Few flowers are as attractive as the colorful blooms of hydrangeas, which come in a variety of pastels including pinks, purples, and blues. Hydrangeas flourish during warm weather and when the temperatures drop, they require protection. If the temperature drops below 5 or 10 degrees during the winter in your area and remains there for a while, follow the steps below to winterize your hydrangea plants so they will flourish next year.
You will need:
• Garden twine
• Burlap or chicken wire (for cage method)
• Stakes (for cage method)
• Garden clips or plastic or wire ties (for cage method)
• Waterproof tarp
• 1-inch thick foam padding
• Scissors or tin snips
• Mallet or hammer
• Natural insulating material like pine straw or oak leaves
• Insulating cloth (optional)
Step 1: Winterization should take place once hydrangea plants have lost their leaves, causing them to enter a dormant state.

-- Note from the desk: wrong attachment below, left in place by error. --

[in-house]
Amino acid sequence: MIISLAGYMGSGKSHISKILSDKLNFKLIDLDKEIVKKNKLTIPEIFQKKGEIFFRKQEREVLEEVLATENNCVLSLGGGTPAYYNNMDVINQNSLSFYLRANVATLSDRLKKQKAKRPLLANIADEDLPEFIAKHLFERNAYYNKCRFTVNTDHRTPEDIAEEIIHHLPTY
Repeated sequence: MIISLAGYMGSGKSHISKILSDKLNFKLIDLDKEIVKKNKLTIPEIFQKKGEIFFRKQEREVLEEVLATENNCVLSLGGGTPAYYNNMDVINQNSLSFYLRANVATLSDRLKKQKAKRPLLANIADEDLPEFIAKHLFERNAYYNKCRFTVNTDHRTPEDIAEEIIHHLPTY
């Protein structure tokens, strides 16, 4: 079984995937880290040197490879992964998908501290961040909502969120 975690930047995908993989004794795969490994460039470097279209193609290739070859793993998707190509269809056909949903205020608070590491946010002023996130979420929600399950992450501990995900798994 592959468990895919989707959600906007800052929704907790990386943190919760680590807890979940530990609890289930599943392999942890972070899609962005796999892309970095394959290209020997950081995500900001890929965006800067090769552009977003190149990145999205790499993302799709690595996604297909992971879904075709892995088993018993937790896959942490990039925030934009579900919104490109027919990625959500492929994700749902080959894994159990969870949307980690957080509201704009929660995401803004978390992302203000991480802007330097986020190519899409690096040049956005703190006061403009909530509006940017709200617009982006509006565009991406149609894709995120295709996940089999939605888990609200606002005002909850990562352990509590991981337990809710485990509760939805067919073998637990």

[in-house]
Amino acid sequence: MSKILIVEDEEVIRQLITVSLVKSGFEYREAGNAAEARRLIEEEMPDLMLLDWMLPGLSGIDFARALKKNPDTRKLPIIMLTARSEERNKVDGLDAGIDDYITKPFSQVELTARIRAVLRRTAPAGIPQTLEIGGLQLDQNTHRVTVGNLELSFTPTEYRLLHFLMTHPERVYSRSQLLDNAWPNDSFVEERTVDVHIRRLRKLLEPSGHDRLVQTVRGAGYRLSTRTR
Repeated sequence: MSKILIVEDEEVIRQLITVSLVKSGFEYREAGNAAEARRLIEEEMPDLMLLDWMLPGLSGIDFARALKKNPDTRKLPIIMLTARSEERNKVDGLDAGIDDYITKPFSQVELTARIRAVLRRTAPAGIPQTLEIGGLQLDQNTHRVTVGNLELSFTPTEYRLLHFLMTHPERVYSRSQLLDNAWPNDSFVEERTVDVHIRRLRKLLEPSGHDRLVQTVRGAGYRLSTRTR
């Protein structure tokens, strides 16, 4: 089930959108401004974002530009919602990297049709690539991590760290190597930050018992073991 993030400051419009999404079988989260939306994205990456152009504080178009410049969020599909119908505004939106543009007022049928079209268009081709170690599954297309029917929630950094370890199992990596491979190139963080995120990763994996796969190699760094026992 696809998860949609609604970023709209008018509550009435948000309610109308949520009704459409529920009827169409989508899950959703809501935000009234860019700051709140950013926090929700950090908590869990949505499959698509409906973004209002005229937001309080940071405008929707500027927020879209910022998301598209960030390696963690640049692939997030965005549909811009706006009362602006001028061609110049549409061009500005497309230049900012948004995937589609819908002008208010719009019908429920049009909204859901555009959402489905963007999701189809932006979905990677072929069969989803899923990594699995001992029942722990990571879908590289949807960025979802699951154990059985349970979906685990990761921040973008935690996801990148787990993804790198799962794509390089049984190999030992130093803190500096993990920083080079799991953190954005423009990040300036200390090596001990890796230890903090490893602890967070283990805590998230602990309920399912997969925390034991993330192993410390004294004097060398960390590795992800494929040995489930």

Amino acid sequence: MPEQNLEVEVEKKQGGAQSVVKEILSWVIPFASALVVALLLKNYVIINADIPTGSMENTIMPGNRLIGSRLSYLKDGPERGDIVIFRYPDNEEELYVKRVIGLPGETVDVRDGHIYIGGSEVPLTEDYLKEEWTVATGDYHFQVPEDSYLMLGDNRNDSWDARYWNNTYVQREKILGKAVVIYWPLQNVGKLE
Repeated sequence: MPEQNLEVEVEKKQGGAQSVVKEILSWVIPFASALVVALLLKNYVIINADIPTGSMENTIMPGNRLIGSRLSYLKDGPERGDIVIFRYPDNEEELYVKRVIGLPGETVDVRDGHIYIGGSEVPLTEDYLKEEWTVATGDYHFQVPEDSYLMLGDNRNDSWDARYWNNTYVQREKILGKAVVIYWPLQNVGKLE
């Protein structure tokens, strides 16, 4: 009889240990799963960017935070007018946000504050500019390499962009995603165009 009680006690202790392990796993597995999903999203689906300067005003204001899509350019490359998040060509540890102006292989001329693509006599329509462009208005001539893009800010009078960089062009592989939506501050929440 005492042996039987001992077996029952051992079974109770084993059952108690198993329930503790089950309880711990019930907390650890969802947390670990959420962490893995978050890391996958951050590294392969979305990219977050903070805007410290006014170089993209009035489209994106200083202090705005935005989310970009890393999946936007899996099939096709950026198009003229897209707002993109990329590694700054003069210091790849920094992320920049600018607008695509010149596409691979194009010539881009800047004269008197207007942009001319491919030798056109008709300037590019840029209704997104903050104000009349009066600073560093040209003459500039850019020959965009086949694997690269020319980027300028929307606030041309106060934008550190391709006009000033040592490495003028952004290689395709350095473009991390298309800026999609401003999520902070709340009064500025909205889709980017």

Step 2: Lacecap and mophead hydrangeas bloom on old growths of wood so the buds must be protected from extreme temperatures. Use the garden twine to tie the branches together loosely.
Step 3: To use the cage method of winterization, pound the stakes into the ground around the hydrangea plants. Stretch the burlap or chicken wire around the outside of these stakes, using scissors or tin snips to cut this material to the correct size. Use garden clips or plastic or wire ties to attach the chicken wire to the stakes.
Step 3: Add natural insulating material to the inside of the enclosure, applying it around the base of the plants. Be careful not to damage tips of branches because these are where buds will bloom during spring. Insulating cloth can be added over the insulating material to provide additional protection.
Step 4: If your area experiences heavy snowfall, follow this extra step. Cut a piece of Styrofoam with one-inch thickness to fit the cage diameter. Place the Styrofoam inside the hydrangea cage and press down to compress the natural insulating material gently.
Step 5: Potted hydrangeas can simply be covered with protective material such as Styrofoam cones. Alternatively, lay each pot on its side on top of a waterproof tarp. Fill the area with an insulating material or tape 1-inch thick pieces of foam padding on top of and around the potted plants. Smaller potted hydrangea plants can be brought into a garage or basement during winter.